Wildcrafting is the art of selling herbs, roots and various plants that can be used for treating ailments, medical purposes and even seasonings for food. Items which seem easy to obtain, such as pine cones, seashells and fossils, are being sold on the Internet on sites such as Ebay. Even such items as bone, driftwood, bark, antlers, teeth and skulls are being removed from their natural habitat and sold to various buyers, mostly via the Internet.
Wildcrafting has become a very controversial subject, one natural medicine writer referring to it as “the evil twin brother of agroforestry.” The downside to this is that, yes, people are removing these natural items from nature – I wouldn’t go as far as to say stealing. People have been using natural medicines and other items “extracted” from Mother Nature for millions of years. Though it can be profitable, if we all did it, we would surely deplete our surroundings in the natural world.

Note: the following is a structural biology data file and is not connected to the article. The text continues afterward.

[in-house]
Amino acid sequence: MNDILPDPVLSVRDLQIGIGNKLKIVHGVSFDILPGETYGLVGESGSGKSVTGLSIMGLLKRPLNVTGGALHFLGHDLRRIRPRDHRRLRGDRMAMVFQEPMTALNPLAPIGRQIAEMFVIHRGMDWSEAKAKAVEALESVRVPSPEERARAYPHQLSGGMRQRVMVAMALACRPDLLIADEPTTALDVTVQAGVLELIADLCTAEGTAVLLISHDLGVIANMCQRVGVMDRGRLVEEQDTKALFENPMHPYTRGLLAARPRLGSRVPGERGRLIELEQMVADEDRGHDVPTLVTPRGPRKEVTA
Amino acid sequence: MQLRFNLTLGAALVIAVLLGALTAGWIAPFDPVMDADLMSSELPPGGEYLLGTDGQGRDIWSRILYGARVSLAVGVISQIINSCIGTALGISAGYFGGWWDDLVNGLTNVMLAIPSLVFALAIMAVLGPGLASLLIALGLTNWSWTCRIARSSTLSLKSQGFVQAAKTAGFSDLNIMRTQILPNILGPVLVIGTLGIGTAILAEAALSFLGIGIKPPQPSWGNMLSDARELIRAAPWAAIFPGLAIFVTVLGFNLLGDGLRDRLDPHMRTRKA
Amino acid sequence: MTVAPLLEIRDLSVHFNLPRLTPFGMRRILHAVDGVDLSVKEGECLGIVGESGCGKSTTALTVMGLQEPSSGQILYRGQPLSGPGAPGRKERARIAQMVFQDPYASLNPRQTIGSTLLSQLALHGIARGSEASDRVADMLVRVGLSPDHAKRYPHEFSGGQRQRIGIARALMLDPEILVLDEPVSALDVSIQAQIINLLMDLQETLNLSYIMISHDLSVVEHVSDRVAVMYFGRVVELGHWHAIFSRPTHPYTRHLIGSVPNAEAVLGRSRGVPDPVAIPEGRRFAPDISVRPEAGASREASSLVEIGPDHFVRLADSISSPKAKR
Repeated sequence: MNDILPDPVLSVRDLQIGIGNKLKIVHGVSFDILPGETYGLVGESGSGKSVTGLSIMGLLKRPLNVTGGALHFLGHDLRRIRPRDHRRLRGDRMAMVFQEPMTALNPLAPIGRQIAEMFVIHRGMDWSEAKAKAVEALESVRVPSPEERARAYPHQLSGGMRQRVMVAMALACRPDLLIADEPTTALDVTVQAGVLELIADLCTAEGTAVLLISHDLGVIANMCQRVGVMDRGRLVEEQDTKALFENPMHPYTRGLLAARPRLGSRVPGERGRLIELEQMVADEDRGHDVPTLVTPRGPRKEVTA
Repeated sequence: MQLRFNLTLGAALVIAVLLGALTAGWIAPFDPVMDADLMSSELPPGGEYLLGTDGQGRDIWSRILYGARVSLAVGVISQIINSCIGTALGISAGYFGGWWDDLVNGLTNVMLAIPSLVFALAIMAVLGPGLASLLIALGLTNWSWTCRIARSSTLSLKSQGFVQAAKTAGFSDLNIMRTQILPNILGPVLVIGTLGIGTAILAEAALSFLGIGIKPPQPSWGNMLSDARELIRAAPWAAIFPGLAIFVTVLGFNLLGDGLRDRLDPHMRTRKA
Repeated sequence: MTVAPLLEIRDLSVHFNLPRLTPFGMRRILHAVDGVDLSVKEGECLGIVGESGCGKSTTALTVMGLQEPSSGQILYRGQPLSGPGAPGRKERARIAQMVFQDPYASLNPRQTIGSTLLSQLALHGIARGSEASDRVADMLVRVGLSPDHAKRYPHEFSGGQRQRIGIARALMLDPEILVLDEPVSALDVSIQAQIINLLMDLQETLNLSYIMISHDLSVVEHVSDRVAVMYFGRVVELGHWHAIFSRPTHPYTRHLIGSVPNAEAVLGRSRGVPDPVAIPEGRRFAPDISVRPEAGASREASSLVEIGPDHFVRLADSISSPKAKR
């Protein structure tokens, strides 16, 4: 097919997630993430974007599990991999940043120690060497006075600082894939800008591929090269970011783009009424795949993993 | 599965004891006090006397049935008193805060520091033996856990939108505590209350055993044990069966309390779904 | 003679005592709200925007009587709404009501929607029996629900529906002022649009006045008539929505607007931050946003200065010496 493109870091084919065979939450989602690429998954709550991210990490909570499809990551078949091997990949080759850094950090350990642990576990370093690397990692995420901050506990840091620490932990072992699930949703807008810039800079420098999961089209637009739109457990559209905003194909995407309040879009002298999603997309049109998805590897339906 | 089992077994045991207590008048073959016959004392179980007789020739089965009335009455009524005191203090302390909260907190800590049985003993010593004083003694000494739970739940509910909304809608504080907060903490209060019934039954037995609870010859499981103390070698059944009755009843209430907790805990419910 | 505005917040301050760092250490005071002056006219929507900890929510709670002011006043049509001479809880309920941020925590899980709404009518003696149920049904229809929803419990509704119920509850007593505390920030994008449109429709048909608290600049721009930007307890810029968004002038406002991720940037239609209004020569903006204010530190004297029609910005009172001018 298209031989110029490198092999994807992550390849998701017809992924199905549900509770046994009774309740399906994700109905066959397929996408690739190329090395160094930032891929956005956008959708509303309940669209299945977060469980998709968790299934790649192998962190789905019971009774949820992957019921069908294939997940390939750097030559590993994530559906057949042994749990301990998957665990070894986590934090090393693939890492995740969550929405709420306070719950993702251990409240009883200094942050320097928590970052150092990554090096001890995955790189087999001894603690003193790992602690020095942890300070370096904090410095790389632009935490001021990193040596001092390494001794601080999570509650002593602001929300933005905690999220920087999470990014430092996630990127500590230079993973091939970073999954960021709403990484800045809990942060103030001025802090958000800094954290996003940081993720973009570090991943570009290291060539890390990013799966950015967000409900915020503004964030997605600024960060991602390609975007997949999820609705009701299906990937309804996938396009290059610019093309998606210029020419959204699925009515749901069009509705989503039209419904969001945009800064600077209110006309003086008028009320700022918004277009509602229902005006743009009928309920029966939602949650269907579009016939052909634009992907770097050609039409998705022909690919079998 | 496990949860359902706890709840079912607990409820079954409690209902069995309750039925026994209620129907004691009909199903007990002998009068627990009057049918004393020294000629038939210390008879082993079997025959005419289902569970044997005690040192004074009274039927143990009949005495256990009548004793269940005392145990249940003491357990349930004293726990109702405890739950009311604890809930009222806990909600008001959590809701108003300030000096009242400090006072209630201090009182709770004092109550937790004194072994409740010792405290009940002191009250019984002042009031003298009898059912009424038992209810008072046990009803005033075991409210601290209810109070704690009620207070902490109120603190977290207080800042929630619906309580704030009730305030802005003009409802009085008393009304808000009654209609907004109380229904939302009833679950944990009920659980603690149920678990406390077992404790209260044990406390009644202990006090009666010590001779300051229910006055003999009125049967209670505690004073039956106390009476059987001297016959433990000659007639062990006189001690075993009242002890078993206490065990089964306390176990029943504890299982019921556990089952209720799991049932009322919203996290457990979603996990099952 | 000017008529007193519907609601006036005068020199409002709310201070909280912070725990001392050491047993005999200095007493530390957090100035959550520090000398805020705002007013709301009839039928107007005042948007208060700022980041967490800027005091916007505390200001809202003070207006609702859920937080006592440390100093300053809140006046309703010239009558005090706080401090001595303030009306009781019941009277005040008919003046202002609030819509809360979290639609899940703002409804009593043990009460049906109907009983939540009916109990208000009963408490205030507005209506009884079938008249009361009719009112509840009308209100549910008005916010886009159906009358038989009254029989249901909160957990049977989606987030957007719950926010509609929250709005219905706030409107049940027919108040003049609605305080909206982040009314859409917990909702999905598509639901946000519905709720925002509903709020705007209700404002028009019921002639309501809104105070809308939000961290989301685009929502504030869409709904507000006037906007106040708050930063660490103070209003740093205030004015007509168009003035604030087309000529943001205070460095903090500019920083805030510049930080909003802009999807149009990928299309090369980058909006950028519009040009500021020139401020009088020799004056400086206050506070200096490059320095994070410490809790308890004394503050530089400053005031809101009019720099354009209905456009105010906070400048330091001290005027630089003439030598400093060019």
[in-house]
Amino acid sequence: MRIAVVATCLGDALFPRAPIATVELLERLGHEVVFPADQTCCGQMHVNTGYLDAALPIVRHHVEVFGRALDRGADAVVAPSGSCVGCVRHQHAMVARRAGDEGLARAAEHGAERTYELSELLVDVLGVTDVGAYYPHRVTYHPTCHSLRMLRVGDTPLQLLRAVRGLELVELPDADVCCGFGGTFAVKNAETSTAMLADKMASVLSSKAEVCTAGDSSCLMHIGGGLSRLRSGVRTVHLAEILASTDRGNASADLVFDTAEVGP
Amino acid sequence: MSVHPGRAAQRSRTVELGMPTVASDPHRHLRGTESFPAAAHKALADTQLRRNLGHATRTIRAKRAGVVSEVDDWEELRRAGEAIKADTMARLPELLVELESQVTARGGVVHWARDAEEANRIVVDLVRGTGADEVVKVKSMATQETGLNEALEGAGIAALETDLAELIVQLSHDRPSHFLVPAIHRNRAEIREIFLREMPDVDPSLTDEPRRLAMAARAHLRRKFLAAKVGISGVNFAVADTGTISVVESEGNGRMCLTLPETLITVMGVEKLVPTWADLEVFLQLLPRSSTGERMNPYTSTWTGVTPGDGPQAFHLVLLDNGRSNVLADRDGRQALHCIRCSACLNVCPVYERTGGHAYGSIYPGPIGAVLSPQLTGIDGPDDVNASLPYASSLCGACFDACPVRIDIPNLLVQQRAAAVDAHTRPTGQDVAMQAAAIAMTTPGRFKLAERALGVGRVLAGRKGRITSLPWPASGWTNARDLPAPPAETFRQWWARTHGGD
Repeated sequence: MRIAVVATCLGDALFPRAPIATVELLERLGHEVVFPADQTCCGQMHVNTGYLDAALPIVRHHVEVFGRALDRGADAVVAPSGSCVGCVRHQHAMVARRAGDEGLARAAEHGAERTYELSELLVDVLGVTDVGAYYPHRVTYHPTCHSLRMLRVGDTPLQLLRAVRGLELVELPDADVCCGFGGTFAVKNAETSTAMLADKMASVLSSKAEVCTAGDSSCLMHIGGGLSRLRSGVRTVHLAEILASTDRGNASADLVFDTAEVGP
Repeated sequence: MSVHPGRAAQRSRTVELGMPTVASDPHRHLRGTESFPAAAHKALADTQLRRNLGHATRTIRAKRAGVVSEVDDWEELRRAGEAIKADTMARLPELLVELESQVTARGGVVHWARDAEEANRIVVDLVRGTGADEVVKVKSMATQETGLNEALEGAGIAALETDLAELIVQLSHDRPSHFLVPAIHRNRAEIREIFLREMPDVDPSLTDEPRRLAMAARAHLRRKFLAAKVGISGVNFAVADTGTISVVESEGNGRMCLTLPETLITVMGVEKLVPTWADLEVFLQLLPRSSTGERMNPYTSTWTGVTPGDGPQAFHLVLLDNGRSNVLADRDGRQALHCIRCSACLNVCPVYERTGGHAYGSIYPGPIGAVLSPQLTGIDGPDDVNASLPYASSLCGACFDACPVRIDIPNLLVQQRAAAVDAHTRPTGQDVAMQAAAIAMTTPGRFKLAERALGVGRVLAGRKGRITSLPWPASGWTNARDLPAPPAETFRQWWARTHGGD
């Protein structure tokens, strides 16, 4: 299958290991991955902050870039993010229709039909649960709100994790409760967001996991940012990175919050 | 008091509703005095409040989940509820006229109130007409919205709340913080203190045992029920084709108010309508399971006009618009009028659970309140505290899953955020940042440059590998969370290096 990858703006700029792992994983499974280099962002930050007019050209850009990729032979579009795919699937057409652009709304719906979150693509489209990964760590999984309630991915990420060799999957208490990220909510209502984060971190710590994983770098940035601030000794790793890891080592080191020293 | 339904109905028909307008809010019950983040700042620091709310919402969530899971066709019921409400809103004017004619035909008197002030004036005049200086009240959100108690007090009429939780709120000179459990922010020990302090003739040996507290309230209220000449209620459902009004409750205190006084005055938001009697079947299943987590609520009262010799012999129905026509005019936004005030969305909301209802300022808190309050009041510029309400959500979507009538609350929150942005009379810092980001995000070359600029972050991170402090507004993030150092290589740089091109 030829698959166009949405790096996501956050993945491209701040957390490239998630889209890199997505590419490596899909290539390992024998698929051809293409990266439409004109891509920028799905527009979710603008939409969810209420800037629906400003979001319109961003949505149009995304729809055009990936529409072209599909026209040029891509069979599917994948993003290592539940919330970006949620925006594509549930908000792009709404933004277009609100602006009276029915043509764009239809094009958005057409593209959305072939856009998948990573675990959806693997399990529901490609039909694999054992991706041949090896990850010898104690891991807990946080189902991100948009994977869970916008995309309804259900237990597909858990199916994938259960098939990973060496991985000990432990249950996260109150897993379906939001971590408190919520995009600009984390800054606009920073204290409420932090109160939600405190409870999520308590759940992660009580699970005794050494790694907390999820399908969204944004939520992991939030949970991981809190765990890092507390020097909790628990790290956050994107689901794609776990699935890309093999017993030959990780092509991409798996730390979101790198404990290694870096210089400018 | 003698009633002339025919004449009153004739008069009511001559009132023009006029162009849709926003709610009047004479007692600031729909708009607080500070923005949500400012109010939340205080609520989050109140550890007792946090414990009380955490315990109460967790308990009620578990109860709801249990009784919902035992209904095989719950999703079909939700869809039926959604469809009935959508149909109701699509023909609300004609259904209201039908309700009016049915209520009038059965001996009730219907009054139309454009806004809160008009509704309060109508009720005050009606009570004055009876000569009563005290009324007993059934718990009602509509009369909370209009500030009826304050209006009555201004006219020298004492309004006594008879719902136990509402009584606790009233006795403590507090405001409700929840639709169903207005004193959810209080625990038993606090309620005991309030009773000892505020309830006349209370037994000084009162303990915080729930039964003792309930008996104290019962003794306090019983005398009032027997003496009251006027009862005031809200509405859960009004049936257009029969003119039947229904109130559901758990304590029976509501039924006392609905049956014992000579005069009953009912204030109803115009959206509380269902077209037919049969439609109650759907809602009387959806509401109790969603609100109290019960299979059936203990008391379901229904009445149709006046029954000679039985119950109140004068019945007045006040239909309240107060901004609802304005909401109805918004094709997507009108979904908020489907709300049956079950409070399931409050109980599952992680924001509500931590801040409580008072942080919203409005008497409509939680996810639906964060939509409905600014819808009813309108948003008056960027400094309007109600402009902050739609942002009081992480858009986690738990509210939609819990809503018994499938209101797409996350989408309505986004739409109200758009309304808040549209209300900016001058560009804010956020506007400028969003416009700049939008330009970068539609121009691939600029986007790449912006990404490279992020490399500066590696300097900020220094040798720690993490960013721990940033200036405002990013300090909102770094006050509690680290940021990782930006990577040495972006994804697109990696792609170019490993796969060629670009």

Individuals are not the only buyers of these various products on the Internet. Large corporations who promote the sale of “natural” ingredients are beginning to expand the market; therefore making wildcrafting a much more appealing and profitable venture.
For the individual, wildcrafting is more of a means for collecting plants for personal use. Many of these wildcrafters are conservationists. They do not take more than they need and they certainly leave enough for these plants to pollinate and come back the next year. Conservation practices involve leaving some kind of nutrient for the indigenous plants that you do not need. Whether you leave a strand of your own hair or a fingernail, the nutrients from your body are going to nourish that plant and heal the soil.
If you are a wildcrafter, or decide to pick up the practice, you will never have to wonder where your food is coming from. You can guarantee that there will never be any preservatives or chemicals ingested into your body.
This Youtube video is very informative to those who are interested in wildcrafting or just curious about the practice: